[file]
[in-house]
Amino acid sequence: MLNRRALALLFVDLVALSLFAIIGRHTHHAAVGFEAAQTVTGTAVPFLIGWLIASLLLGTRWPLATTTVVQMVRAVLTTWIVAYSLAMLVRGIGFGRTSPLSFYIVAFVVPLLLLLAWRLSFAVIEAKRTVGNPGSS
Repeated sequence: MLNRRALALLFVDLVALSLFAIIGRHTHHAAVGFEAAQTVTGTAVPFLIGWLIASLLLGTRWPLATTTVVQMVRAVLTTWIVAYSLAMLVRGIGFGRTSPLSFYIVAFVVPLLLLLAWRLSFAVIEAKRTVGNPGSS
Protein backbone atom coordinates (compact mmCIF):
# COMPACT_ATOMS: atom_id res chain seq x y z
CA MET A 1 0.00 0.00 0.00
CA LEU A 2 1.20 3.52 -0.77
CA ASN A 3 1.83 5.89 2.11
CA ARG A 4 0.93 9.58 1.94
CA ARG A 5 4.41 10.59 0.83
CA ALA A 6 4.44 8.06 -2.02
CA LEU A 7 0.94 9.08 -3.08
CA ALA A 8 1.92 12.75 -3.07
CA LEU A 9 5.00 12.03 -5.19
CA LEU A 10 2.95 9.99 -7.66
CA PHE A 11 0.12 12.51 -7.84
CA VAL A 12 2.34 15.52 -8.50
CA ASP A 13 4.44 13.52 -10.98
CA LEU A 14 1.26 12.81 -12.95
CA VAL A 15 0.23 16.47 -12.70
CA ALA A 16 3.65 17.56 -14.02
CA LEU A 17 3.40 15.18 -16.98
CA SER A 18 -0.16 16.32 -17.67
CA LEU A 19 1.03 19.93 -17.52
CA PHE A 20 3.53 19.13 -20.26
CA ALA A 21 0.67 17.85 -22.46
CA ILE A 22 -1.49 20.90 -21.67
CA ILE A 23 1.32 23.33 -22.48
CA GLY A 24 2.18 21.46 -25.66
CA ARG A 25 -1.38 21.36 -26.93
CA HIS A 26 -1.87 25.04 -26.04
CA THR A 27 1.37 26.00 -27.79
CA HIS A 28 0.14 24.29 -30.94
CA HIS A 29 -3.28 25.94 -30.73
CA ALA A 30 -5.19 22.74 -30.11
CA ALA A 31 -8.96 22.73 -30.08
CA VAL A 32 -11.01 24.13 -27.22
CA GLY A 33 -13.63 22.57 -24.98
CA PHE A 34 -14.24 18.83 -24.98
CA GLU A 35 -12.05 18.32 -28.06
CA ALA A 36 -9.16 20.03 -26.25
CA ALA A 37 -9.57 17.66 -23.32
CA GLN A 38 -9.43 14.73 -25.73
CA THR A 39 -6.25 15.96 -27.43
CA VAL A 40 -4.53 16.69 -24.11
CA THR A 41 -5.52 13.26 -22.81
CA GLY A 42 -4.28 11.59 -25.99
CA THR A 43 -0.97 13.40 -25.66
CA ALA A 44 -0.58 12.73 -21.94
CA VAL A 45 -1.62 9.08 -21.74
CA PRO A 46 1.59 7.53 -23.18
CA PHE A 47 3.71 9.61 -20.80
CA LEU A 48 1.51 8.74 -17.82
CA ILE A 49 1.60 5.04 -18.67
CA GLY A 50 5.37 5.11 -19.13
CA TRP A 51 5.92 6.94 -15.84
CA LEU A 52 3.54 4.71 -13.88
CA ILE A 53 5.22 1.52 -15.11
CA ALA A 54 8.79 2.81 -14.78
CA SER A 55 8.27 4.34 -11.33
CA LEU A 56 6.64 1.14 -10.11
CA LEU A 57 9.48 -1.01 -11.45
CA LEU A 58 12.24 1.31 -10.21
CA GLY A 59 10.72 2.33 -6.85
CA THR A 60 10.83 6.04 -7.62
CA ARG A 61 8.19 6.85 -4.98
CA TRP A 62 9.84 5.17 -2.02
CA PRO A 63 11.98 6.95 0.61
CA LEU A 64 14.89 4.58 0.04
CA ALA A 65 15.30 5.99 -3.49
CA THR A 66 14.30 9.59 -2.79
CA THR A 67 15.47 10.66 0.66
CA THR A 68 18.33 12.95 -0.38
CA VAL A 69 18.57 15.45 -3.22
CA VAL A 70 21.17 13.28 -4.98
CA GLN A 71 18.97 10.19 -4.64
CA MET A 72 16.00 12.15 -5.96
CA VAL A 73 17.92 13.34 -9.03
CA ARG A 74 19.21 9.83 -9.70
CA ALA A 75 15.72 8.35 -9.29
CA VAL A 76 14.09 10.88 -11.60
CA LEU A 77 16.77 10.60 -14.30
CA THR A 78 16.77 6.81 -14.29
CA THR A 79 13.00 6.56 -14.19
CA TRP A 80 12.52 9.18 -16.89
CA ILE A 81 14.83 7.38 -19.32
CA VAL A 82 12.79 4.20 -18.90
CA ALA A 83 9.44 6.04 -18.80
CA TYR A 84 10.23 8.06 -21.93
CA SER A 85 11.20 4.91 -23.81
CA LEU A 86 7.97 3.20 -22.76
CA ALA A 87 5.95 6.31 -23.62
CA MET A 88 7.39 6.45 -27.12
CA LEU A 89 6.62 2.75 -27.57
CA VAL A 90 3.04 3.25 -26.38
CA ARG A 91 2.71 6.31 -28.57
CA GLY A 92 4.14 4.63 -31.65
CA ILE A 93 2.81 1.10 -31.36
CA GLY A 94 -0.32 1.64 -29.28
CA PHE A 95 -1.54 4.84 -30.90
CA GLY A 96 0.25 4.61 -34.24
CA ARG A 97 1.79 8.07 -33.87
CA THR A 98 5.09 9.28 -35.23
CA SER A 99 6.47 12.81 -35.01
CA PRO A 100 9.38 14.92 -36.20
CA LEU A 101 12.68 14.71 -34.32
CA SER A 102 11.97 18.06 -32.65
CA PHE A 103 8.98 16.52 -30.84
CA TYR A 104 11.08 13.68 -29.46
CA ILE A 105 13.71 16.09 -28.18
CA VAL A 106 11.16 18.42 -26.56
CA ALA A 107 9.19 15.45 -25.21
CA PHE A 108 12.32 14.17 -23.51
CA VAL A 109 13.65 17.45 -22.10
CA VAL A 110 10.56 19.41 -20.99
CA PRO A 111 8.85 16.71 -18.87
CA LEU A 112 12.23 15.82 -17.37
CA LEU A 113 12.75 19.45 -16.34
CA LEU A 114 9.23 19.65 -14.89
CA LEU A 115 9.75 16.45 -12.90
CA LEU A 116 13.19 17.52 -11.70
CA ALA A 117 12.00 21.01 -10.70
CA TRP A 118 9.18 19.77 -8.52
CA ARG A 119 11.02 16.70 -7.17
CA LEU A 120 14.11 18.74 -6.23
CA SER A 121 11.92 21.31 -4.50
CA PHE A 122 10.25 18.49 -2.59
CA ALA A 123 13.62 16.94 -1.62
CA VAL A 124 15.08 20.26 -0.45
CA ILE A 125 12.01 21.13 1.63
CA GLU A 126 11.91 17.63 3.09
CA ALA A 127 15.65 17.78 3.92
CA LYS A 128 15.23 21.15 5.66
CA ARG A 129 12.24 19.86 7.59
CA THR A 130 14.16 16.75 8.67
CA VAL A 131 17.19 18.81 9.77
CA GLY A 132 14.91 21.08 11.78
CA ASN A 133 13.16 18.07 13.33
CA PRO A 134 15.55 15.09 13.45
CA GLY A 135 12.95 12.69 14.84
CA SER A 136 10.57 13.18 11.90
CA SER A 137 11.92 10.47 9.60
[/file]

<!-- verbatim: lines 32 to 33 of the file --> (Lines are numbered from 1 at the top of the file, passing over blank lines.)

CA THR A 27 1.37 26.00 -27.79
CA HIS A 28 0.14 24.29 -30.94